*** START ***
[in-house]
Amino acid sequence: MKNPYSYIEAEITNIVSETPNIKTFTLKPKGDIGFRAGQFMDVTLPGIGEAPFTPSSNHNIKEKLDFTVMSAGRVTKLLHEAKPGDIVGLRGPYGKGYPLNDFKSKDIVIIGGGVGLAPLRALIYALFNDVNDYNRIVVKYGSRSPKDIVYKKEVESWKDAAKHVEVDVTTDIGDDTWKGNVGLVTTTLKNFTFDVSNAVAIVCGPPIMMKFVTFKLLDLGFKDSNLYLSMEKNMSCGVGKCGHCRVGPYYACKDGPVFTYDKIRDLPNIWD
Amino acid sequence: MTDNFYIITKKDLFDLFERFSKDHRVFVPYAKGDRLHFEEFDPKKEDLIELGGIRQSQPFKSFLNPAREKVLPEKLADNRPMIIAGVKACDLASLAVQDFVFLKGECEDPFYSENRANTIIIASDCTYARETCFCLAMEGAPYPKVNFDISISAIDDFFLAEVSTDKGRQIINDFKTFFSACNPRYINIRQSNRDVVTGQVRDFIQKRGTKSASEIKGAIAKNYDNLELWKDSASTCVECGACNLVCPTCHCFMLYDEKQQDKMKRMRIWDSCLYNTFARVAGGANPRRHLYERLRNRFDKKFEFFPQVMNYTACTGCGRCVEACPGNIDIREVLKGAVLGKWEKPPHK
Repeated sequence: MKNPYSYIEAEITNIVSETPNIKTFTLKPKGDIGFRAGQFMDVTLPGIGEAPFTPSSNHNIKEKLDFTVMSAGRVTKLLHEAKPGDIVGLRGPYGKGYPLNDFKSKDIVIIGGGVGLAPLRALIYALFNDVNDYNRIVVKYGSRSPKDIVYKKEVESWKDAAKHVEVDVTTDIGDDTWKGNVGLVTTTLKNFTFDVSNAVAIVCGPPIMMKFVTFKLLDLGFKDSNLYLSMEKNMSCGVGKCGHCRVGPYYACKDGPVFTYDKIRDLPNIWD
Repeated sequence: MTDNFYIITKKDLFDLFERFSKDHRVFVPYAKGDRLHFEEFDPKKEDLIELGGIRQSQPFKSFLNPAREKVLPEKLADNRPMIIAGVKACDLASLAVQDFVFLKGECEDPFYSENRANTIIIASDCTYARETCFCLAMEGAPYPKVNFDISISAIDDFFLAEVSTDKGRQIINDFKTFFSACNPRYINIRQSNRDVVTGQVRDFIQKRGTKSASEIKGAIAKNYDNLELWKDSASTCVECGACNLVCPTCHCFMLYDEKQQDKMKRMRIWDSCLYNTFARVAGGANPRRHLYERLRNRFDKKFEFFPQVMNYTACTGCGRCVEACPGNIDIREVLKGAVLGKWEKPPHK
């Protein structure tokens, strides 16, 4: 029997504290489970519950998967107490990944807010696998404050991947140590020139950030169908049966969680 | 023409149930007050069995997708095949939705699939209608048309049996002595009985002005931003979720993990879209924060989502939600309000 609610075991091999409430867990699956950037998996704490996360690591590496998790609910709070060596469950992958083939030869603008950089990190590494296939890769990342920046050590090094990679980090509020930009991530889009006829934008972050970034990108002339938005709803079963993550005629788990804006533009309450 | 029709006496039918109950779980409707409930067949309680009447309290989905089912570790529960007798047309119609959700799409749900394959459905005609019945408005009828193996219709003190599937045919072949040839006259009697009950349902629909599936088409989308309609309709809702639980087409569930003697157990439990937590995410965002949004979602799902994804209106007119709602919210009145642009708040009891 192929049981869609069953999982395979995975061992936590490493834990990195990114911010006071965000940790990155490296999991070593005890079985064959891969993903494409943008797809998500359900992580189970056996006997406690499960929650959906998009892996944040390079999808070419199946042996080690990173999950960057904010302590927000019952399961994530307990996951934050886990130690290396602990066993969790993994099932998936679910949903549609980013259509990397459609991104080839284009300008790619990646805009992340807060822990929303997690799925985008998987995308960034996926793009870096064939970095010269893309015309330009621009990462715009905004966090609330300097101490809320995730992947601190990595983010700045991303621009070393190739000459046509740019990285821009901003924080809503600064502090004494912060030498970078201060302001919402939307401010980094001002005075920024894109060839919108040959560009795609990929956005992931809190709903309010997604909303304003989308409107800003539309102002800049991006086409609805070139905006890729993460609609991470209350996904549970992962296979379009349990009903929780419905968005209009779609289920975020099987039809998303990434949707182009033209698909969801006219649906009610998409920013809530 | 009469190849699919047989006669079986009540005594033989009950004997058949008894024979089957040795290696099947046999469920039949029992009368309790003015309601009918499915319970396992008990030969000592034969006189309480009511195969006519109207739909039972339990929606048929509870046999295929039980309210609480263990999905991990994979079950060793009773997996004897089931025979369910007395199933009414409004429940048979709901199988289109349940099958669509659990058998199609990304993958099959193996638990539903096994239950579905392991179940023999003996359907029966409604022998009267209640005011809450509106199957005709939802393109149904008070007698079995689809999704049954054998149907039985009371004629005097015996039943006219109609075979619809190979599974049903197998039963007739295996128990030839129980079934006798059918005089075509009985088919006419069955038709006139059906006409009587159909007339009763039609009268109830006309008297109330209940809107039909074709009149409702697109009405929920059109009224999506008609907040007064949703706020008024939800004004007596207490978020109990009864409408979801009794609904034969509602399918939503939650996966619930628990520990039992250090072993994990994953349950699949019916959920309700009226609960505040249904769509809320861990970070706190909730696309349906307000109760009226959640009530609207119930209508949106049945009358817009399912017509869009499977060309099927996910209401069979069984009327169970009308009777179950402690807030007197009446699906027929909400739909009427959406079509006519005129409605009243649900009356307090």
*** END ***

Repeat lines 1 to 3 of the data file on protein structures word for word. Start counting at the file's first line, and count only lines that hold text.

[in-house]
Amino acid sequence: MKNPYSYIEAEITNIVSETPNIKTFTLKPKGDIGFRAGQFMDVTLPGIGEAPFTPSSNHNIKEKLDFTVMSAGRVTKLLHEAKPGDIVGLRGPYGKGYPLNDFKSKDIVIIGGGVGLAPLRALIYALFNDVNDYNRIVVKYGSRSPKDIVYKKEVESWKDAAKHVEVDVTTDIGDDTWKGNVGLVTTTLKNFTFDVSNAVAIVCGPPIMMKFVTFKLLDLGFKDSNLYLSMEKNMSCGVGKCGHCRVGPYYACKDGPVFTYDKIRDLPNIWD
Amino acid sequence: MTDNFYIITKKDLFDLFERFSKDHRVFVPYAKGDRLHFEEFDPKKEDLIELGGIRQSQPFKSFLNPAREKVLPEKLADNRPMIIAGVKACDLASLAVQDFVFLKGECEDPFYSENRANTIIIASDCTYARETCFCLAMEGAPYPKVNFDISISAIDDFFLAEVSTDKGRQIINDFKTFFSACNPRYINIRQSNRDVVTGQVRDFIQKRGTKSASEIKGAIAKNYDNLELWKDSASTCVECGACNLVCPTCHCFMLYDEKQQDKMKRMRIWDSCLYNTFARVAGGANPRRHLYERLRNRFDKKFEFFPQVMNYTACTGCGRCVEACPGNIDIREVLKGAVLGKWEKPPHK